Coffee aromas saturate the air along the freeway next to Melito, a town ten miles outside of Naples. A little beyond the off-ramp, a security guard monitors the gate to Cafe do Brasil‘s roasting factory (also known by one of its brands, Caffe Kimbo). Like most roasters, the factory is located in a suburb where transport vehicles can easily travel to their destination points. But with more than six hundred coffee roasters throughout Italy, blends are proprietary and fierce competition makes most companies shy about opening their doors.
Cafe do Brasil, however, is the second largest retail seller of coffee in Italy and the number one international exporter in the south. The company has an external relations department headed by Dottoresssa Signora Marizia Rubino, the daughter of Francesco Rubino – one of the three brothers who established the roasting plant. She agreed to give me a tour of Cafe do Brasil‘s factory, first welcoming me into the company’s slick administrative offices where pastries spread along a table and a hot demitasse of cafe was offered immediately.
Cafe do Brasil traces it roots back to the three Rubino brothers – Francesco, Gerardo, and Elio – who in the 1950′s began to roast coffee beans in their father’s pastry shop and sold their blends in paper bags. Their successful roasting techniques contributed to the reputation of the south’s dark bittersweet blends. Soon, they created the company name, Cafe do Brasil, which gave an exotic aura to their roasts.
Fresh Roasted Beans
While the legacy of the caffettiere ambulante can be seen today, with cafe-bars on every block offering a mere counter to sip-and-go, more than seventy percent of coffee drinking in Italy still takes place in the home. Cafe do Brasil specifically meets this market need, their brands a near ubiquitous sight at any grocery store.
Signora Rubino takes me from the administrative offices past massive trucks, many filled with sacks of raw beans. She explains that Interkom, a company located in downtown Naples, goes abroad to acquire the beans and then sells them to various roasters. Cafe do Brasil exclusively blends and roasts the coffee.
At the far end of the complex, we enter a warehouse rumbling with wall-to-ceiling machinery. Hidden from the naked eye, coffee beans whisk through long tubes into silos, scales, and roasting machines. In the middle stands the ‘brain’ of the warehouse – a trailer brimming with hi-tech computers. Here, several operators in white coats control the roasting process. They first remotely tell the machines to separate the raw beans into a number of different silos. Operators can distinguish from 101 to 117 different qualities of beans and their skill lies in blending them together. Once they have a blend ready, they send the beans to a scale where they are weighed. Operators then wait for one of four roasters to open and tell the computers to drop the beans inside. Cafe do Brasil roasts 400 kilograms of beans approximately every eight minutes at temperatures ranging from 200-220 degrees Celsius.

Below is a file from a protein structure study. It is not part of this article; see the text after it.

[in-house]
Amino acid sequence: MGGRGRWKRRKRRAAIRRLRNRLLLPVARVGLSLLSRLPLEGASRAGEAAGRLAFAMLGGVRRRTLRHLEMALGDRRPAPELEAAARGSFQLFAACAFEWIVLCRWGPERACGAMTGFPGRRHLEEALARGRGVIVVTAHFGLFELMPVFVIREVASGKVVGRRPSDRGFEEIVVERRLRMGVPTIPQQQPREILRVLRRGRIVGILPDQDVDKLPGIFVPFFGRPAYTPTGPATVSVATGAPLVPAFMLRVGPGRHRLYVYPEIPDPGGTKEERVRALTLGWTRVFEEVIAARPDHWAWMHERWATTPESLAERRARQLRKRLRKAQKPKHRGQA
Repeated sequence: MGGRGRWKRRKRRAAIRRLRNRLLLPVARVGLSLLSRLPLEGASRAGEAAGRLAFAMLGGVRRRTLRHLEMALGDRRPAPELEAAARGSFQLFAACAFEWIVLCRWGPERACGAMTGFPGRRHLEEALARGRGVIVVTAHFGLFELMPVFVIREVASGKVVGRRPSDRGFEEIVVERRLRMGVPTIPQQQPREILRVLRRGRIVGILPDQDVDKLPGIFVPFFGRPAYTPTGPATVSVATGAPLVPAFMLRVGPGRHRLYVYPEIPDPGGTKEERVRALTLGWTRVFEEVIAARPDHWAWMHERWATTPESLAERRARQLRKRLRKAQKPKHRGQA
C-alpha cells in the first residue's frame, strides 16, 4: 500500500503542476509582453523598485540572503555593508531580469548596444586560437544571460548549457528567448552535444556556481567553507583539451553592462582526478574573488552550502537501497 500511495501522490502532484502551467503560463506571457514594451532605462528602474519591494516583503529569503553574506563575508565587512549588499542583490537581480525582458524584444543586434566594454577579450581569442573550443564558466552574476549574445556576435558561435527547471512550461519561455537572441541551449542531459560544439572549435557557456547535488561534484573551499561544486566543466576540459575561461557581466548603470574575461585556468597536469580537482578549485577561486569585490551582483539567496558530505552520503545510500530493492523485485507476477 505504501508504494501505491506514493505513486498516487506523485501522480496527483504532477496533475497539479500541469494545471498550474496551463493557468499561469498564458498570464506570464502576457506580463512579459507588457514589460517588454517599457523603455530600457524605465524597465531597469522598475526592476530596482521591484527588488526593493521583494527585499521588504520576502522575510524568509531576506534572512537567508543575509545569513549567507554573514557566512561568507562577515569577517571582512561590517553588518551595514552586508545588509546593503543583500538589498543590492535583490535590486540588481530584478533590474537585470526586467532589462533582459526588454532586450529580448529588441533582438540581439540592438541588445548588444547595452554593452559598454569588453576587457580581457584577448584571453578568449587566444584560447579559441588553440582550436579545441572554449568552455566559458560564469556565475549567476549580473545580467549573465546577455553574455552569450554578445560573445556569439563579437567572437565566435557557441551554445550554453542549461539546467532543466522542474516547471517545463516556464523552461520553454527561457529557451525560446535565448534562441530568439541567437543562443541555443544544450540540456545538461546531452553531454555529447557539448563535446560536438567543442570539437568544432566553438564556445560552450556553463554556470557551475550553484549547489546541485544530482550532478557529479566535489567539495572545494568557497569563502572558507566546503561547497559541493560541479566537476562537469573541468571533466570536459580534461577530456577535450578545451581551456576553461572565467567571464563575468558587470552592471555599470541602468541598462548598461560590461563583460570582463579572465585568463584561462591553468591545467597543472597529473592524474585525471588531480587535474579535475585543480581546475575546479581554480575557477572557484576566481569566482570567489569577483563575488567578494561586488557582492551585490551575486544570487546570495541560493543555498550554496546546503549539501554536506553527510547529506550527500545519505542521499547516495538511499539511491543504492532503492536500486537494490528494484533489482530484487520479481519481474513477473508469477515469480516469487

Inside the computer trailer, raw beans chink through a metal tube where operators can physically see and touch a sample of raw beans they plan to roast. A few minutes later, the same beans clank in an adjacent tube, giving operators the chance to evaluate the quality of the final product. The roasted beans are then transferred through tubes into other silos for maturing, a process which takes anywhere from a few days to a maximum of seven days.
Once mature, the beans move on to the packaging side of the warehouse where assembly-line equipment automatically pulls and folds large Kimbo labels on a turnstile to create coffee bags. A machine drops coffee grinds inside the packages and then clamps down to vacuum-seal them. Next, a conveyor belt sends the packages to a monster mechanical arm that lifts them onto a palette. From there, a bright yellow robot drives up, digs a fork into several palettes, and transports the coffee to trucks waiting outside.
Quality Control Machine Inside Computer Trailer
When we return to the administrative offices to talk about coffee quality and taste, Signora Rubino explains that Cafe do Brasil supports two different brands – Caffe Kimbo and Caffe Kose. Each brand has its own blends that range from the fragrant taste qualities of Aroma Espresso to the milder acidic tones of Caffea Arabica. Their best selling Macinato Fresco has a nutty aroma with a bittersweet taste.
According to the company website, the Macinato Fresco is made up of beans from Brazil. But when I ask what kind of beans Cafe do Brasil specifically uses, Signora Rubino explains that the company buys beans that come from many different parts of the world. What’s more, when beans are roasted they give off more than eight hundred flavors and aromas. The roasting process, therefore, is complex.
Naples and Mount Vesuvius
But Cafe do Brasil surely wants to maintain the reputation given to southern Italy of making dark semi-sweet coffee? Signora Rubino answers no. Their company doesn’t want to be known for creating one strong flavor, but rather they strive for an equalization of many flavors and aromas, balancing astringency, acidity, and sweetness together.
So what is the roast recipe for any one of their blends? Aaah. Now that’s proprietary. Only the nose and palette can truly ascertain. But the delight, for a coffee lover, lies in the guessing.